TLS Support

(A.k.a. SSL.) The instructions in this document are liable to change at any time. In particular, we will be changing the method to supply the server-side certificate password.


Encrypting your JDBC connection

At this time, only 1-way, server-cert encryption is tested.


Just use one of the following protocol prefixes.

At this time, the latter will only work for clients running with Java 1.4.

If the server you wish to connect to is using a certificate approved by your default trust keystores, then there is nothing else to do. If not, then you need to tell Java to "trust" the server cert.

First, you need to obtain the cert (only the "public" part of it). Since this cert is passed to all clients, you could obtain it by writing a java client that dumps it to file, or perhaps by using openssl s_client. Since in most cases, if you want to trust a non-commercial cert, you probably have access to the server keystore, I'll show an example of how to get what you need from the server-side JKS keystore.

keytool -export -keystore -alias existing_alias -file server.cer

What you need is the file server.cer. Now, you need to add this cert to one of the system trust keystores or to a keystore of your own. See the Customizing Stores section in JSSERefGuide.html to see where your system trust keystores are. You can put private keystores anywhere you want to. The following command will add the cert to an existing keystore, or create a new keystore if "" doesn't exist.

keytool -import -trustcacerts -keystore -alias new_alias -file server.cer

Unless your OS can't stop other people from writing to your files, you probably do not want to set a password on the trust keystore.

If you added the cert to a system trust store, then you are finished. Otherwise, you will need to set the sytem property every time that you run your client program. For example

java -cp /path/to/hsqldb.jar org.hsqldb.util.DatabaseManager

N.b. The hostname in your database URL must match the Common Name of the server's certificate exactly. That means that if a site certificate is, you can not use jdbc:hsqldb:hsqls://localhost or jdbc:hsqldb:hsqls:// to connect to it.

If you want more details on anything, see JSSERefGuide.html on Sun's site, or in the subdirectory docs/guide/security/jsse of your Java SE docs.


Get yourself a JKS keystore containing a private key. Then set the system property to the path to that file, and to the password of the keystore (and to the private key-- they have to be the same). Example

java -cp /path/to/hsqldb.jar org.hsqldb.Server -port 9005 -database /usr/hsqldb/db/db3/db3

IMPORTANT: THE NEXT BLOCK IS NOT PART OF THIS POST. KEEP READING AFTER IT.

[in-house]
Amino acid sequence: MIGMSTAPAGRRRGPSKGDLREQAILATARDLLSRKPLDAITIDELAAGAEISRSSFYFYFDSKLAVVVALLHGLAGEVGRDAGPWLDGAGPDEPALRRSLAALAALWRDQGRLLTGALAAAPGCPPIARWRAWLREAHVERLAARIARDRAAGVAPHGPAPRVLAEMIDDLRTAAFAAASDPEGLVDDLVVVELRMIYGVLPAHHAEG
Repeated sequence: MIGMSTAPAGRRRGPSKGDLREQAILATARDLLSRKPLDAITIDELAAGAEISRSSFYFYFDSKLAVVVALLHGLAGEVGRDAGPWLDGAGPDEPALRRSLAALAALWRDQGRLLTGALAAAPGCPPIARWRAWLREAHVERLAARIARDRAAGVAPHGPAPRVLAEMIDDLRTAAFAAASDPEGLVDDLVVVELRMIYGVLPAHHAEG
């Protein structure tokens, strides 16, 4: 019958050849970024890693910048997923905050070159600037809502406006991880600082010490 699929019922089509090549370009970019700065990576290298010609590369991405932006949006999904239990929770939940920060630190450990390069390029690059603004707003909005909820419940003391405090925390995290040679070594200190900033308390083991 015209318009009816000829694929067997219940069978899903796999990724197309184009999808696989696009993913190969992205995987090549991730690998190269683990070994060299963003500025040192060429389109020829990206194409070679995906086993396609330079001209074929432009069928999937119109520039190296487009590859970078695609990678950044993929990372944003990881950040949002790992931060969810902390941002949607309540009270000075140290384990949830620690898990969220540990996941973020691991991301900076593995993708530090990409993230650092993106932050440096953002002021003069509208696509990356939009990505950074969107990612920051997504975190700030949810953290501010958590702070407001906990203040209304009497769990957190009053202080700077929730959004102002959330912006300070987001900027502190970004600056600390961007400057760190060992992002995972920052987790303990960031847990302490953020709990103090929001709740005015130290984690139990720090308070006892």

Note that specifying a password on the command-line is definitely not secure. It's really only appropriate when untrusted users do not have any access to your computer. Before long, we will have a more secure way to give the password.


If you are running Java 4.x, then you are all set. Java 1.x users, you are on your own (Sun does not provide a JSSE that will work with 1.x). Java 2.x and 3.x users continue...

Go to If you agree to the terms and meet the requirements, download the domestic or global JSSE software. All you from the software is the three jar files. If you have a JDK installation, then move the 3 jar files into the directory $JAVA_HOME/jre/lib/ext. If you have a JRE installation, then move the 3 jar files into the directory $JAVA_HOME/lib/ext.

Pretty painless.

Making a Private-key Keystore

There are two main ways to do this. Either you can use a certificate signed by a certificate authority, or you can make your own. One thing that you need to know in both cases is, the Common Name of the cert has to be the exact hostname that JDBC clients will use in their database URL.


I'm not going to tell you how to get a CA-signed SSL certificate. That is well documented at many other places.

Assuming that you have a standard pem-style private key certificate, here's how you can use openssl and the program DERImport to get it into a JKS keystore.

Because I have spent a lot of time on this document already, I am just giving you an example.

openssl pkcs8 -topk8 -outform DER -in Xpvk.pem -inform PEM -out Xpvk.pk8 -nocrypt
openssl x509 -in Xcert.pem -out Xcert.der -outform DER
java DERImport new.keystore NEWALIAS Xpvk.pk8 Xcert.der

You need the program DERImport.class of course. Do some internet searches to find or DERImport.class and download it.

If DERImport has become difficult to obtain, I can write a program to do the same thing-- just let me know.


Run man keytool or see the Creating a Keystore section of JSSERefGuide.html.


Written by (a.k.a. unsaved at
Document revision $Revision: 1.6 $.
Last updated $Date: 2003/08/21 14:53:08 $.